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How will body-worn cameras affect the motoring world?

The announcement that police will wear cameras while on duty has caused quite a stir in the media recently. Mixed opinions have appeared online, with some people convinced that their introduction will be beneficial to all concerned, while others believe that only the police will benefit. From the public’s perspective, these cameras will theoretically encourage trust in officers, as well as minimising confusion over what has happened during controversial incidents. These cameras will be able to provide indisputable evidence in a way that human witnesses cannot.

Research undertaken in an area of California where cameras have already been issued, suggests that they could be quite the success. With an 88% decrease in complaints filed against officers, and a 60% reduction in occasions where officers made use of force, their use seems entirely justified; however, the public is sceptical.

The primary concern voiced across the internet has been that police officers will be at liberty to turn these cameras off at any given time. In fact, it appears that they will be expected to have them off the majority of the time, only switching them on when an incident is anticipated. This gives a credible excuse for missing evidence.

On the other hand, concerns have arisen over how these cameras may invade privacy. The Information Commissioner’s Office (ICO) warns that before introducing these devices in more areas, councils should consider whether there is, in fact, a requirement for the footage these cameras would capture. They also point out that the public will need to be made aware of, and appropriately informed of, the use of these cameras. While the view may be extreme, there are those who have pointed out similarities to the world in which George Orwell’s 1984 was set. In particular, parents may be concerned about their children’s day-to-day lives being captured on camera.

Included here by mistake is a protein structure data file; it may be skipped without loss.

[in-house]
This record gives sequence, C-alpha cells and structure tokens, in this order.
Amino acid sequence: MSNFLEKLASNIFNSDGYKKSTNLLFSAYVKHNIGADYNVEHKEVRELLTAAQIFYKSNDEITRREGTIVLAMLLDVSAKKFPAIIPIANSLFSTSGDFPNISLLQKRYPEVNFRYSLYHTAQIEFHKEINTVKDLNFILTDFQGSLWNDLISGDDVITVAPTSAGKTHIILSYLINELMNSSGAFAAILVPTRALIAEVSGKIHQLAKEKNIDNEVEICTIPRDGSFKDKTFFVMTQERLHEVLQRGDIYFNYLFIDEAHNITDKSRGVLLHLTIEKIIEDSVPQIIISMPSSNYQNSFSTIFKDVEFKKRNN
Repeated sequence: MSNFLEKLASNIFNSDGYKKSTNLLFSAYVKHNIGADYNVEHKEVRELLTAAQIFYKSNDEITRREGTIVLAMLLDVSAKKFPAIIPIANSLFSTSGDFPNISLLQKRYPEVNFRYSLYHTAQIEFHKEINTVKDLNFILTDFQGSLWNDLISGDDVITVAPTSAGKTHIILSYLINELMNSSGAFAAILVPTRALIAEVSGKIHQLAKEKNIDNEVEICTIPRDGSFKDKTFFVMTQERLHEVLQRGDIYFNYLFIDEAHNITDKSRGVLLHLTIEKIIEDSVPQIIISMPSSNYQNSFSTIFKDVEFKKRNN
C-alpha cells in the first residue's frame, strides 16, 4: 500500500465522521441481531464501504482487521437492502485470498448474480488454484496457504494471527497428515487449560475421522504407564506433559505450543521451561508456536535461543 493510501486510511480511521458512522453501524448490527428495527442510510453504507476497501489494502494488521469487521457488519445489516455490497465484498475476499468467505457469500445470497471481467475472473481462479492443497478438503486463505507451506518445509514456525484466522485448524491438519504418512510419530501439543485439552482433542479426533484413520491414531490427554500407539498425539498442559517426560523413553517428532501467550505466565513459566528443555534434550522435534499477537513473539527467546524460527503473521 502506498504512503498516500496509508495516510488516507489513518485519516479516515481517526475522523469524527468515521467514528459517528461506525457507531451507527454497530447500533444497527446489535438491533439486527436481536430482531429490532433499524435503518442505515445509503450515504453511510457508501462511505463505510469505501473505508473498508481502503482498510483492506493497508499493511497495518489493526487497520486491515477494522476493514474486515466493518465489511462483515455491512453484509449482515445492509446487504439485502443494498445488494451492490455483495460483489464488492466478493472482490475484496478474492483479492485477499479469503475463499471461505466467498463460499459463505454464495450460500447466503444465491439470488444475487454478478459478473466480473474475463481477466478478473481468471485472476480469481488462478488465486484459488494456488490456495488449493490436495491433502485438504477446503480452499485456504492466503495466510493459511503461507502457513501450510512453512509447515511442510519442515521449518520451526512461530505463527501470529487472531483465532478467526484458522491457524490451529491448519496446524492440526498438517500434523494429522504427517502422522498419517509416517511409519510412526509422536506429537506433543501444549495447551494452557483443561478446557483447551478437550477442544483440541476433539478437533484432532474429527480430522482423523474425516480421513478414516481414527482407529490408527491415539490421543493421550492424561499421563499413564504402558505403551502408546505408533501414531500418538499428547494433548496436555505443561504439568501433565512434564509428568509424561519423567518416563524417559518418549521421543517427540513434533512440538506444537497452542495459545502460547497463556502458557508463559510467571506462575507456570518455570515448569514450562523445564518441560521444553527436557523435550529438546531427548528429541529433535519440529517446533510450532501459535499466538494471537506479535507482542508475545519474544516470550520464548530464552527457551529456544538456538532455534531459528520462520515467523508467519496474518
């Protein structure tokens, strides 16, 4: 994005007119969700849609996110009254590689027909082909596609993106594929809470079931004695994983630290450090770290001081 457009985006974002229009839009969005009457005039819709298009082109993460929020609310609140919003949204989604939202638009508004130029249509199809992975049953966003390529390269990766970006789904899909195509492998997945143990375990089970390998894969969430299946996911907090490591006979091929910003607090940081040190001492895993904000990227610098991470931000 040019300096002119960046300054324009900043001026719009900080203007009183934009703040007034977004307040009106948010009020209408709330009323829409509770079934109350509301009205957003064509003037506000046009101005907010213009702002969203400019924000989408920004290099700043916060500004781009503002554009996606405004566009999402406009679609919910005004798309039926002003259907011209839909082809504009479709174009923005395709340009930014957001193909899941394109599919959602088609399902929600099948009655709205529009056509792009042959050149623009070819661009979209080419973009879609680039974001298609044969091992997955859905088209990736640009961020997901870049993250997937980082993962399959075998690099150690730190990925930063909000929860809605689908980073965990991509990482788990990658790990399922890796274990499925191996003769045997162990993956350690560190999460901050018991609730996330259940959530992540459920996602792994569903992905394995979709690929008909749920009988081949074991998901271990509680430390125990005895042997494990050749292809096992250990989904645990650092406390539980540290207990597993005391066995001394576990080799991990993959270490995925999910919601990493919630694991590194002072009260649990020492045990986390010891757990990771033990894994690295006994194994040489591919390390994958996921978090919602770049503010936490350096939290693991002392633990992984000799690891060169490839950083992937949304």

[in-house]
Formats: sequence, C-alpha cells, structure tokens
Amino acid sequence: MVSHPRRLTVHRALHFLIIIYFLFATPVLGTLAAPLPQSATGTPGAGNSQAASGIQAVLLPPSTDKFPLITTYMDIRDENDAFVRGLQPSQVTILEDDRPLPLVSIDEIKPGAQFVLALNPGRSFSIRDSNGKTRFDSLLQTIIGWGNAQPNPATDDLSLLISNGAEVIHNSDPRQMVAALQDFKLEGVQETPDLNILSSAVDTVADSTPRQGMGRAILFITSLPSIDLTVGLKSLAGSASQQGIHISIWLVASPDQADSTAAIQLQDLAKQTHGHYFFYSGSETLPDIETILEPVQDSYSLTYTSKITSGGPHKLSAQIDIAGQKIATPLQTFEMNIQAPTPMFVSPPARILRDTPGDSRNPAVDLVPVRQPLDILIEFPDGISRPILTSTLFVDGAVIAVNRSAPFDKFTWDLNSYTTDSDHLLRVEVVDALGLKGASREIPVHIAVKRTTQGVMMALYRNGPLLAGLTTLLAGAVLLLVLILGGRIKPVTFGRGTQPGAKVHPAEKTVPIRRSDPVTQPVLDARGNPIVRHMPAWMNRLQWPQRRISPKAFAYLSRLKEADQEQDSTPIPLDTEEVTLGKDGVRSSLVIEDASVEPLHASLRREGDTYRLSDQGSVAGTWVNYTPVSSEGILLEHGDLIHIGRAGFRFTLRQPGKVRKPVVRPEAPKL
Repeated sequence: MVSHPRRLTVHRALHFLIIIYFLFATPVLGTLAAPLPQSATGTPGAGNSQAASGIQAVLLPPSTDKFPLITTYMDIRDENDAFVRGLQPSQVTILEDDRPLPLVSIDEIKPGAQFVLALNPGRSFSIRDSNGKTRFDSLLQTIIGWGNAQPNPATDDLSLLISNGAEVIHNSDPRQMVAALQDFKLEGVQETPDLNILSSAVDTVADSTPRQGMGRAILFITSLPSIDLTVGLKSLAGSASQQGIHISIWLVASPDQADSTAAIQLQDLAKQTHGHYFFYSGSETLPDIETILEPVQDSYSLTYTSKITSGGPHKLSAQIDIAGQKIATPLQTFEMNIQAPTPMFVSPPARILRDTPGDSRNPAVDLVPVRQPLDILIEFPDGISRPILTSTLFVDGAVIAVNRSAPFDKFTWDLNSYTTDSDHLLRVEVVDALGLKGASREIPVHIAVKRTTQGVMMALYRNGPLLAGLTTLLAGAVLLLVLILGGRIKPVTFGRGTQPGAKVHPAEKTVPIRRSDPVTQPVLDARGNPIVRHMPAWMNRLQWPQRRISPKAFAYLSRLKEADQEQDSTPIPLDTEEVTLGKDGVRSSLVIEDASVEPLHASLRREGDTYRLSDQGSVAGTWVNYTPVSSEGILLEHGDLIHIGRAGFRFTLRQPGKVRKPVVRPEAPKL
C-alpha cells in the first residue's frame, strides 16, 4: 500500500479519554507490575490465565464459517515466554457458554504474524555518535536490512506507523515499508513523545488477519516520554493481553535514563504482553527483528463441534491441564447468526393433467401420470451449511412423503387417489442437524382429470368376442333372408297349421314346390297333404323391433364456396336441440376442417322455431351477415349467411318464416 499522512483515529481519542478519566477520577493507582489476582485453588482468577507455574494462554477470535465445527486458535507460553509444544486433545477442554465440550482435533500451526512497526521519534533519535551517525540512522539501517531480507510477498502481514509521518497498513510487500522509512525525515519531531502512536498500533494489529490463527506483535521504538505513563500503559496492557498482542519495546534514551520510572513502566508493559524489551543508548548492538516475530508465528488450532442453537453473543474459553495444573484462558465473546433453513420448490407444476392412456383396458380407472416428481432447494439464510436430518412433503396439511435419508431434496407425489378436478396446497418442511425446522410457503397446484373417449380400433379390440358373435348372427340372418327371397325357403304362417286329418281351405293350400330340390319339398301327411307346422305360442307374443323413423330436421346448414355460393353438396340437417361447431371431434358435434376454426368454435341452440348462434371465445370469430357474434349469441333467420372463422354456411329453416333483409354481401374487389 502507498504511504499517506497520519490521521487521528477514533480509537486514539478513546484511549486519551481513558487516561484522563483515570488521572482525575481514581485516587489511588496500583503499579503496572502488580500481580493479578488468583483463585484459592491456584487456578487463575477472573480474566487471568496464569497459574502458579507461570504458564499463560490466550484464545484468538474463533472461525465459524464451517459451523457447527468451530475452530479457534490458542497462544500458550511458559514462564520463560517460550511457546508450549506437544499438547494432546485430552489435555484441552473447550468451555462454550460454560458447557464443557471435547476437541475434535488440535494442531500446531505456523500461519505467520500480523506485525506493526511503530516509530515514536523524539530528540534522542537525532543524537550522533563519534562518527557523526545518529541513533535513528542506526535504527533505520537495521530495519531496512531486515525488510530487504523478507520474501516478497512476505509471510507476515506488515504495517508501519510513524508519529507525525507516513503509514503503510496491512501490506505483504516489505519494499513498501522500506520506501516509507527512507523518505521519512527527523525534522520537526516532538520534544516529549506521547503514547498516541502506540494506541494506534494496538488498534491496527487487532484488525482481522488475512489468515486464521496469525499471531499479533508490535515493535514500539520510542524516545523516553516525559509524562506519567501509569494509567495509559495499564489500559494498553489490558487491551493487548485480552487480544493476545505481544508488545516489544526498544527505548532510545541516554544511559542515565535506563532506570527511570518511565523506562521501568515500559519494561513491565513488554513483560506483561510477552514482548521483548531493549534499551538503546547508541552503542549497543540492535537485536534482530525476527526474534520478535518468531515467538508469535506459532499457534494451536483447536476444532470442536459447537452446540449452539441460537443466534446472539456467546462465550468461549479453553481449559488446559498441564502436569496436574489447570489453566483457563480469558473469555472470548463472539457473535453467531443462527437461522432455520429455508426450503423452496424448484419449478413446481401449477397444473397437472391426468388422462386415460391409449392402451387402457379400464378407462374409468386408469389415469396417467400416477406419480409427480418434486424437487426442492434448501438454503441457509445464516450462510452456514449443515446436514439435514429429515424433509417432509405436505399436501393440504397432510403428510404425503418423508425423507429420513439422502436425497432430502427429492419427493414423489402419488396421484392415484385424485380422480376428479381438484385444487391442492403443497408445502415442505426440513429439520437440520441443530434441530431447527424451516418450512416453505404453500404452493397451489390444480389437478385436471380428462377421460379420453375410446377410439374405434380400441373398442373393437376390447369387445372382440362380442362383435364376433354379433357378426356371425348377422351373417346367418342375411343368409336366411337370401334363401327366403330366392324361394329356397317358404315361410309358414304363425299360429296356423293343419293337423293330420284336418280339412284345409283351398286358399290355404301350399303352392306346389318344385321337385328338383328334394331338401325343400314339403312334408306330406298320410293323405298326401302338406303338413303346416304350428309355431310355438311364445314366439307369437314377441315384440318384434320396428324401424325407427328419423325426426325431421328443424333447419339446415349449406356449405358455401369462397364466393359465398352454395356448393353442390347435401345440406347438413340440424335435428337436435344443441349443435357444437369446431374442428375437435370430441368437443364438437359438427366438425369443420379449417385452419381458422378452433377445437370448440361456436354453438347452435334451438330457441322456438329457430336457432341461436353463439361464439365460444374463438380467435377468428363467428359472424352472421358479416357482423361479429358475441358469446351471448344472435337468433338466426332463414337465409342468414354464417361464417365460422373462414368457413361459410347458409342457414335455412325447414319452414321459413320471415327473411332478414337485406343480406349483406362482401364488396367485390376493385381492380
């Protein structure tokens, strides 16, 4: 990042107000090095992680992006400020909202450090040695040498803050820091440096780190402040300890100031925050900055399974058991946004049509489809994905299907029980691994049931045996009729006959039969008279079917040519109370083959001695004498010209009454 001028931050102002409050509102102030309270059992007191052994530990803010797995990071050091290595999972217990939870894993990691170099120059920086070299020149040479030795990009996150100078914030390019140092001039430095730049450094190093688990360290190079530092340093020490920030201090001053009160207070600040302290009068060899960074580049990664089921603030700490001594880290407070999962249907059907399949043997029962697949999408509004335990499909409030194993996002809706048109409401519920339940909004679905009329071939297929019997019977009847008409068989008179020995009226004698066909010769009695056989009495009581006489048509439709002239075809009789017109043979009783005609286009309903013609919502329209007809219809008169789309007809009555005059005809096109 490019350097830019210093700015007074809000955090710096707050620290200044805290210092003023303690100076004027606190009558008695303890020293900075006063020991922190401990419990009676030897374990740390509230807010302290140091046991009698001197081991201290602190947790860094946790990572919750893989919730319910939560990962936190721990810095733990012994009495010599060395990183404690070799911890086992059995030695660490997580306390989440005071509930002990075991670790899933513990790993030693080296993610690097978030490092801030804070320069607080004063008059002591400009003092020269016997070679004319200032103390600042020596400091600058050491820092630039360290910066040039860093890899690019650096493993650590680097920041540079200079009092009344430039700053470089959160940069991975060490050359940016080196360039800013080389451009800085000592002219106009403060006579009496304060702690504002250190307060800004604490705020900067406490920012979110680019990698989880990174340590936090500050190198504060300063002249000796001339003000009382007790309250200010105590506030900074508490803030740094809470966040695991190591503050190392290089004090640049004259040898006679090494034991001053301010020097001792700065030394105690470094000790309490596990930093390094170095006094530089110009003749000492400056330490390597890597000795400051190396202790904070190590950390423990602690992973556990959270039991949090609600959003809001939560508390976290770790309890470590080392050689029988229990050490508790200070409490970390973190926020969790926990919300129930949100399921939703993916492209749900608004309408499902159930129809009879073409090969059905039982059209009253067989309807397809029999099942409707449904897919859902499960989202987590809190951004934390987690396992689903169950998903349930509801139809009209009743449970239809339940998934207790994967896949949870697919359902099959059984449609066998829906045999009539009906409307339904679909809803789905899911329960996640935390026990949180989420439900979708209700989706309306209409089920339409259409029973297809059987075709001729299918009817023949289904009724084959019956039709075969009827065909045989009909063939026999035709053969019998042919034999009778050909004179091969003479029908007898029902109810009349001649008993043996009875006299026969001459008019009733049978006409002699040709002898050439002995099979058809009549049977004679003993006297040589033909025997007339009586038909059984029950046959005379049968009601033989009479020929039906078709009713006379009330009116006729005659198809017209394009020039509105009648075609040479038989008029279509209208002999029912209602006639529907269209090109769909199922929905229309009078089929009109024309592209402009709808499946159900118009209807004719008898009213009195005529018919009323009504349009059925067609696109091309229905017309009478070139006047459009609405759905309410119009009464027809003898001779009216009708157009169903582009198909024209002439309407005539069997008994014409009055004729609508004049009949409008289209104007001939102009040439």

So how, exactly, do these cameras affect you as a motorist?

Marcus Jeter, a driver in the USA, was charged with eluding police, resisting arrest, and assault in 2012. While there was evidence to the contrary recorded by a dash camera, this was initially buried as it reflected poorly on the police, who had brutally beaten him and dragged him from his car. Similarly, a police car hit an SUV, and then arrested the man in it, in order to cover up their mistake. Luckily for Robert Jackson, the innocent man who had been sitting in the SUV, had his ordeal caught on camera. While both of these incidents occurred in the USA, there are numerous cases of British police telling equally heinous lies. It was recently found that a British officer had been demanding that speeding drivers pay on-the-spot fines when stopped. These fines were bogus, and it was uncovered that the officer was keeping the money. Will body-worn cameras bring a halt to these kinds of occurrences, or will they simply be switched off to hide the corruption?

While people appear to be worried about their privacy, how much time does the average motorist actually spend involved in controversial incidents with police officers?

Why not send us your thoughts on this issue? Tweet us at @BigMotoring, or get in touch via Facebook at BigMotoringWorld


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